May 30, 2006

Good News From Afghanistan

Only seven people were killed (or maybe twenty, max), and twelve vehicles damaged, after US soldiers lost control of their vehicle when driving through peak hour traffic in the Afghan capital, Kabul. Only about 2,000 locals were involved in the spontaneous rioting which ensued.

Protesters moved through the city center towards the presidential palace and parliament, chanting "Death to America" and "Death to Karzai", but only buildings in the diplomatic quarter were ransacked and set alight, including a charity compound. Police vehicles and checkpoints were also attacked, but no police were killed.

There were bursts of heavy gunfire around the US Embassay, but no staff were hurt. 21 European Union diplomats and staff were rescued from their compound by British Royal Marines. The US Military has denied claims that their soldiers were driving recklessly or that they shot at people in the crowd.

When reading the BBC report of this incident, remember that the BBC is known to be an extremely unreliable and anti-American news source. Similiarly, this news report from an eyewitness Times correspondent should not be considered reliable until verified by the US Military:
"We managed to get to within about a half-hour drive of where the accident happened and could hear gunfire. We stopped to ask what was going on.
"The mob crowded around the car and people were shouting: 'Let's get them - let's skin them alive'. We got out of there pretty quickly and as we were leaving we noticed a car was following behind.
"As we came onto a roundabout we ducked behind another car, pulled up onto the pavement and managed to lose him, thanks to the skill of our driver.
"I've been in Kabul for nine months and there has never been anything like this before..."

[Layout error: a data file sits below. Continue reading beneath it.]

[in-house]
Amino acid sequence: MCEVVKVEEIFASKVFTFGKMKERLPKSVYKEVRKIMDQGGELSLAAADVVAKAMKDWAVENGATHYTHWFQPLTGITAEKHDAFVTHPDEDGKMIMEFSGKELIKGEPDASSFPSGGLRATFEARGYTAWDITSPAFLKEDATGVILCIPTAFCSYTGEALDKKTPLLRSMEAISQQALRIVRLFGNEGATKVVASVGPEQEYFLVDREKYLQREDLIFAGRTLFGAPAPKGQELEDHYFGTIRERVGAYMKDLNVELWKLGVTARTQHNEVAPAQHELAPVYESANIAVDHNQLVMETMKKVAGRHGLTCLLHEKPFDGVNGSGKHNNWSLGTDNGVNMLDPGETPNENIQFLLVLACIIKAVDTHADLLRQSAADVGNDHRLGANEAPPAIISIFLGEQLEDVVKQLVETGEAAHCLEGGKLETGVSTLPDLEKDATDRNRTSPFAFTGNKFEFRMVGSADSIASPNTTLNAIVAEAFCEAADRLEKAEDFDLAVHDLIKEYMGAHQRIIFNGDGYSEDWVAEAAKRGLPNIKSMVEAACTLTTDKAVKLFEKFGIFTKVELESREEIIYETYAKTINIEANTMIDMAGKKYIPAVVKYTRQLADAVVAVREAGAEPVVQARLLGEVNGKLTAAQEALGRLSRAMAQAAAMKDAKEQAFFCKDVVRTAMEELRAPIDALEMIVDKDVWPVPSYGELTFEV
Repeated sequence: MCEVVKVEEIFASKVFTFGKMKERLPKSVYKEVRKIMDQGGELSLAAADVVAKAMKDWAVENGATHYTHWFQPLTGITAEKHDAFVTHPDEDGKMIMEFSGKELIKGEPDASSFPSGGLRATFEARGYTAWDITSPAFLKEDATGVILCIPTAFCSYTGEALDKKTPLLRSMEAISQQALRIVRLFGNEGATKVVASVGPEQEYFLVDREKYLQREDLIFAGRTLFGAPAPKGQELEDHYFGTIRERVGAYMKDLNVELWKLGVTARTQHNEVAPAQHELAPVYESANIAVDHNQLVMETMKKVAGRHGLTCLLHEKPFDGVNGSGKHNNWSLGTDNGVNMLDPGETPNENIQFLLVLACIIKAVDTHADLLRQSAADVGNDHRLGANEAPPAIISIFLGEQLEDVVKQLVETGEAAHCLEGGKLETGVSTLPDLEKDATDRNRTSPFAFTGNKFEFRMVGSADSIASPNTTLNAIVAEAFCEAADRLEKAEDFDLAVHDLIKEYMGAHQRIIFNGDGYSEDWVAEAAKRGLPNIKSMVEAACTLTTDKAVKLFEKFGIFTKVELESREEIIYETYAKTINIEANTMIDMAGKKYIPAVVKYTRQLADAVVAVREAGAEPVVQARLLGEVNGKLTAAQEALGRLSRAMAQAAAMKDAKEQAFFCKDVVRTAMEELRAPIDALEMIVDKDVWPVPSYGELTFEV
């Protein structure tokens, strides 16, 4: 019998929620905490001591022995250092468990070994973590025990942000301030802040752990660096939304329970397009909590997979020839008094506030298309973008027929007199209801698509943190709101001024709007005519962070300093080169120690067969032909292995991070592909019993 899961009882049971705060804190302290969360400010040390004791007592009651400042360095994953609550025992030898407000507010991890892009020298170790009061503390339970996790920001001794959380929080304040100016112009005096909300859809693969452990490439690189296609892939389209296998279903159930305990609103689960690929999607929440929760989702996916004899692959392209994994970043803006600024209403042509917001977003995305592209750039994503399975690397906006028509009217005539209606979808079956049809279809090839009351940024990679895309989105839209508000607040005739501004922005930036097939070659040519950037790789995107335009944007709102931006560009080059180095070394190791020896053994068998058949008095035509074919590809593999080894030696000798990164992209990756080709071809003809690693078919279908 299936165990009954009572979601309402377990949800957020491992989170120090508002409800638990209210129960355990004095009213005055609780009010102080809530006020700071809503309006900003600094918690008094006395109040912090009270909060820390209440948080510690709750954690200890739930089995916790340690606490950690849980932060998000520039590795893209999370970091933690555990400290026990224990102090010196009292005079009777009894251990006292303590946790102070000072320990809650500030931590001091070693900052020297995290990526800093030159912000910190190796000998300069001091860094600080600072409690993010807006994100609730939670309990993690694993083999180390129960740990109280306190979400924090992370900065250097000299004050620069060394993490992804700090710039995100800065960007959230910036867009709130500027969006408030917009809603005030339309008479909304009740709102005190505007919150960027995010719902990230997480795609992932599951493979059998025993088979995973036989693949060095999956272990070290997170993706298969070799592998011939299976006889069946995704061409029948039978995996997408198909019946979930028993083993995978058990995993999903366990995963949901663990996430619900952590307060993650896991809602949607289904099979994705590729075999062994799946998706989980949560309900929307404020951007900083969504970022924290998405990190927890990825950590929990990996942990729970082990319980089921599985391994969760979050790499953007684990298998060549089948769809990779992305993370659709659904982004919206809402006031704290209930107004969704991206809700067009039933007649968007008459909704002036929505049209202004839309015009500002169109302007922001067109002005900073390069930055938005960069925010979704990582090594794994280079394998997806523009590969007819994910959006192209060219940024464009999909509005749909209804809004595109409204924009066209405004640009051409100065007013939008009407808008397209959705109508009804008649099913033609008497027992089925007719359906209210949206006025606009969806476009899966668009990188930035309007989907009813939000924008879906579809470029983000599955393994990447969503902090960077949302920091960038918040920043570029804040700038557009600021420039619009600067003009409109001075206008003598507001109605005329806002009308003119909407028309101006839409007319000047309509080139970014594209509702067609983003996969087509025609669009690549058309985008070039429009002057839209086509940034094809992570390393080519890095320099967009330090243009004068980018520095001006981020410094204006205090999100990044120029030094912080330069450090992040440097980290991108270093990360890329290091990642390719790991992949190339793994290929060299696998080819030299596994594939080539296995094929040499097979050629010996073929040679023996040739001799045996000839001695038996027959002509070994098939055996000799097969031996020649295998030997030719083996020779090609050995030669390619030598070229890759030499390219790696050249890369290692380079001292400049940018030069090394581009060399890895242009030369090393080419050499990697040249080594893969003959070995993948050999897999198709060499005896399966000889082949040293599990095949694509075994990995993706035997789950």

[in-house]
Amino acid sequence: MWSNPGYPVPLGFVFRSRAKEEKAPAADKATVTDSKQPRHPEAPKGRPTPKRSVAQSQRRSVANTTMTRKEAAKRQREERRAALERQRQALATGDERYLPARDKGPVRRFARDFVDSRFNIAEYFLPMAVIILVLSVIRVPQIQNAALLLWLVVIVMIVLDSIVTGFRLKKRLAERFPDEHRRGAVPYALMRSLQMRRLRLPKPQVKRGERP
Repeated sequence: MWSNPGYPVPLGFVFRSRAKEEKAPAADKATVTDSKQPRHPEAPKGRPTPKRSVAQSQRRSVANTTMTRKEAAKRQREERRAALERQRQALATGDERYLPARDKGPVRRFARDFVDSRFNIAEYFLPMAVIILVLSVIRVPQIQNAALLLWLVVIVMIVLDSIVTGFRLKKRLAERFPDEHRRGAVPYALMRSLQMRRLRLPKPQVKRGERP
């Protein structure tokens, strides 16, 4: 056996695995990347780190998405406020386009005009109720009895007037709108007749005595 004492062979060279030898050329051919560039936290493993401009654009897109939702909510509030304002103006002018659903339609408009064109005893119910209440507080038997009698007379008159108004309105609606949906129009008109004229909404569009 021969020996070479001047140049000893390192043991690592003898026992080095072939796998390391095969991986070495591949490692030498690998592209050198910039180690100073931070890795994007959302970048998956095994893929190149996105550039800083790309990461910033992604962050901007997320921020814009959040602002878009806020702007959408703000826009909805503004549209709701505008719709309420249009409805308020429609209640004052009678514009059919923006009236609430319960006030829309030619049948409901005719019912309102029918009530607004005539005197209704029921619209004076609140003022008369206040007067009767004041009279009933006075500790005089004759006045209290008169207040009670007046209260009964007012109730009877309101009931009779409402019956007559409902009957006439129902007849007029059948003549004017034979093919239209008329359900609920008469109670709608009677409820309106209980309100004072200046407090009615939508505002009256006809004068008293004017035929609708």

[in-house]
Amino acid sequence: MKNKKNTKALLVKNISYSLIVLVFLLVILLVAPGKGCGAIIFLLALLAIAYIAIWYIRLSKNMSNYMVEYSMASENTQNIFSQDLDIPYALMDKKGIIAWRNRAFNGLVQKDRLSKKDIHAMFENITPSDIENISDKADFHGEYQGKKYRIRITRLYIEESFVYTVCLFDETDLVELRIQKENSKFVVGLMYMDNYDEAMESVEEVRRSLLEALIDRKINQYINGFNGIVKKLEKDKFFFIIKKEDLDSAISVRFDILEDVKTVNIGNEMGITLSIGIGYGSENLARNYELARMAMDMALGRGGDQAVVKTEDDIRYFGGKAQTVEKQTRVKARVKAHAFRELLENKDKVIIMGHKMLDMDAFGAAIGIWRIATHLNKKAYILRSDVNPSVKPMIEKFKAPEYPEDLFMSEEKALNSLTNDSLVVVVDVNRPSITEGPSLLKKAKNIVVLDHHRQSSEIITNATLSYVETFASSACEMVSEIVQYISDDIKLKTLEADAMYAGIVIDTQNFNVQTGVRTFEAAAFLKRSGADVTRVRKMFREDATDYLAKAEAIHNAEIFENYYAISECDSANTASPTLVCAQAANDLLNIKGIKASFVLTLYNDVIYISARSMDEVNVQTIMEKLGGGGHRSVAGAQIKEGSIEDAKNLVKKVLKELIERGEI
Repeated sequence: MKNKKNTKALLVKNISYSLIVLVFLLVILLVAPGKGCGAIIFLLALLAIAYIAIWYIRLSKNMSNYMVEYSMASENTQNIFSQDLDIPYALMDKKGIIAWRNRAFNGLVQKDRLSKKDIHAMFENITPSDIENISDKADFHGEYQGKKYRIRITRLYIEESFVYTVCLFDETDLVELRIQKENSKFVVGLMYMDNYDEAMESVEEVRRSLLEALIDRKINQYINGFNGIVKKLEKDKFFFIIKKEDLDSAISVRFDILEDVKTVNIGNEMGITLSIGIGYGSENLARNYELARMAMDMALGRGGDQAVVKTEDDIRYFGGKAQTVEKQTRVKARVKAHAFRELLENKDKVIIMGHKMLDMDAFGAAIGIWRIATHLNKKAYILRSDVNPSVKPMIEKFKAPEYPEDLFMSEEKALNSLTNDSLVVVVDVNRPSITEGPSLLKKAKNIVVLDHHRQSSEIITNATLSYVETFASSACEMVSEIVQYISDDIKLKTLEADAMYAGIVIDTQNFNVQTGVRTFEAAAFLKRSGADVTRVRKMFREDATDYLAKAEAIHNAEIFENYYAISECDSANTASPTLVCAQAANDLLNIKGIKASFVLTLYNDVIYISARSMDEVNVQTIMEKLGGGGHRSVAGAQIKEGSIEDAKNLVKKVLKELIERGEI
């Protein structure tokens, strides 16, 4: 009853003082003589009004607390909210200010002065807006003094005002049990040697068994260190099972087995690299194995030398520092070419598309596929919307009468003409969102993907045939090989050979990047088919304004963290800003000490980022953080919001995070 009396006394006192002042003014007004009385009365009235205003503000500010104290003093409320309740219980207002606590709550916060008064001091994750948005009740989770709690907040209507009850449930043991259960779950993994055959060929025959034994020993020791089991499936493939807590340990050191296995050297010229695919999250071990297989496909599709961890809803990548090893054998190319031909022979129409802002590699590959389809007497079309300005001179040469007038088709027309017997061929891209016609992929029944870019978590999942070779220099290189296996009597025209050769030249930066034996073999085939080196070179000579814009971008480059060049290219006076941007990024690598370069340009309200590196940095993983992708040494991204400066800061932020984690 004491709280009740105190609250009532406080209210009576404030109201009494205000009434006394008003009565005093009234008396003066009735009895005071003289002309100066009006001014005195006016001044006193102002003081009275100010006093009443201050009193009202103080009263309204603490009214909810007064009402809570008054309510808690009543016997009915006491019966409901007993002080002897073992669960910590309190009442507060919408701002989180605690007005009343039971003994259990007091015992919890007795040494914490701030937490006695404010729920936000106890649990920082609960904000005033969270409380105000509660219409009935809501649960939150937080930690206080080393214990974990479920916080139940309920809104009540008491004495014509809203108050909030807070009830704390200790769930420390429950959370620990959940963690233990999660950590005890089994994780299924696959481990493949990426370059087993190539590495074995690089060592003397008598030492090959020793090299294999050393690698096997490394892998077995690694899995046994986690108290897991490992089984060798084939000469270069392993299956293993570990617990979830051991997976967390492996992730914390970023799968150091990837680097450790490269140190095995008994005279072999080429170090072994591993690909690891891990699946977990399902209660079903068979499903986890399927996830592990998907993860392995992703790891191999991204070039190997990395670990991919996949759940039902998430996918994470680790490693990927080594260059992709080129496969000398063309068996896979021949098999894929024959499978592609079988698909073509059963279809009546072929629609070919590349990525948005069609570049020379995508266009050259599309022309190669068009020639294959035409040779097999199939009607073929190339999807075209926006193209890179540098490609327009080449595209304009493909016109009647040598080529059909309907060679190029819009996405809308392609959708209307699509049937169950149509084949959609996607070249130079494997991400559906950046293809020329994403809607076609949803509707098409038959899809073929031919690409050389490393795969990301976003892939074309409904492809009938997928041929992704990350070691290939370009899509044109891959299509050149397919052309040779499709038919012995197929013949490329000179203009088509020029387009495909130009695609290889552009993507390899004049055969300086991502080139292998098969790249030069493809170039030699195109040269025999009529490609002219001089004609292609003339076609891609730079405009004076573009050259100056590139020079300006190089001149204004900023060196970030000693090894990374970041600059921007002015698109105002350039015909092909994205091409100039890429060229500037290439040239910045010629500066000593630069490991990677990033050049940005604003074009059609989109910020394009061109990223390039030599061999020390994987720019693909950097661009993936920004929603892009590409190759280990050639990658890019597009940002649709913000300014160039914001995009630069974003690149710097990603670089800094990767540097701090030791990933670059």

UPDATE: Juan Cole points out that over 400 Afghans have been killed by US bombing and military actions in only the past two weeks.
Despite Bush administration pledges to reconstruct the country, only six percent of Afghans have access to electricity. Less than 20 percent have access to clean water. Although the gross domestic product has grown by 80 percent since the nadir of 2001, and may be $7 billion next year, most of that increase comes from the drug trade or from foreign assistance... About half the economy of Afghanistan is generated by the poppy crop, which becomes opium and then heroin in Europe. Afghanistan produces 87 percent of the world's opium and heroin, and no other country comes close in its dedication of agricultural land to drug production (over 200,000 hectares).

The government lives on international welfare. Some 92 percent of Afghan government expenditures come from foreign assistance. The Afghan government is worse at collecting taxes than fourth world countries in subsaharan Africa. Unemployment remains at 35 percent. Unemployment is estimated to have been 25 percent in the US during the Great Depression.


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